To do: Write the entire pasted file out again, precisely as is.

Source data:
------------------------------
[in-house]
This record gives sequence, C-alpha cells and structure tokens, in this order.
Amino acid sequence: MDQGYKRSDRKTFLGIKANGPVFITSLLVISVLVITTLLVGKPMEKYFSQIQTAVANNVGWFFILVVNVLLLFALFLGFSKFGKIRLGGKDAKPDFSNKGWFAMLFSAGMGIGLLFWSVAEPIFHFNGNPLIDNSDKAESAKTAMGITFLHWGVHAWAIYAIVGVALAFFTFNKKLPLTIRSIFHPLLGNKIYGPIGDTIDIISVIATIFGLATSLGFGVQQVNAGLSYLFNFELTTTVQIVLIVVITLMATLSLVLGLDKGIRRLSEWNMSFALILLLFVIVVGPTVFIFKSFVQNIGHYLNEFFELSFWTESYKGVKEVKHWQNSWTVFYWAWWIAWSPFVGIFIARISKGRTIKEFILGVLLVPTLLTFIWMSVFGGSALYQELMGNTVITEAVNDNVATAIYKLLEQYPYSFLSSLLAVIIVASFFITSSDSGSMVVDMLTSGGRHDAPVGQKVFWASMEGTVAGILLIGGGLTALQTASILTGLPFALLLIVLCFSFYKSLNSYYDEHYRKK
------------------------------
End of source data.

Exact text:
[in-house]
This record gives sequence, C-alpha cells and structure tokens, in this order.
Amino acid sequence: MDQGYKRSDRKTFLGIKANGPVFITSLLVISVLVITTLLVGKPMEKYFSQIQTAVANNVGWFFILVVNVLLLFALFLGFSKFGKIRLGGKDAKPDFSNKGWFAMLFSAGMGIGLLFWSVAEPIFHFNGNPLIDNSDKAESAKTAMGITFLHWGVHAWAIYAIVGVALAFFTFNKKLPLTIRSIFHPLLGNKIYGPIGDTIDIISVIATIFGLATSLGFGVQQVNAGLSYLFNFELTTTVQIVLIVVITLMATLSLVLGLDKGIRRLSEWNMSFALILLLFVIVVGPTVFIFKSFVQNIGHYLNEFFELSFWTESYKGVKEVKHWQNSWTVFYWAWWIAWSPFVGIFIARISKGRTIKEFILGVLLVPTLLTFIWMSVFGGSALYQELMGNTVITEAVNDNVATAIYKLLEQYPYSFLSSLLAVIIVASFFITSSDSGSMVVDMLTSGGRHDAPVGQKVFWASMEGTVAGILLIGGGLTALQTASILTGLPFALLLIVLCFSFYKSLNSYYDEHYRKK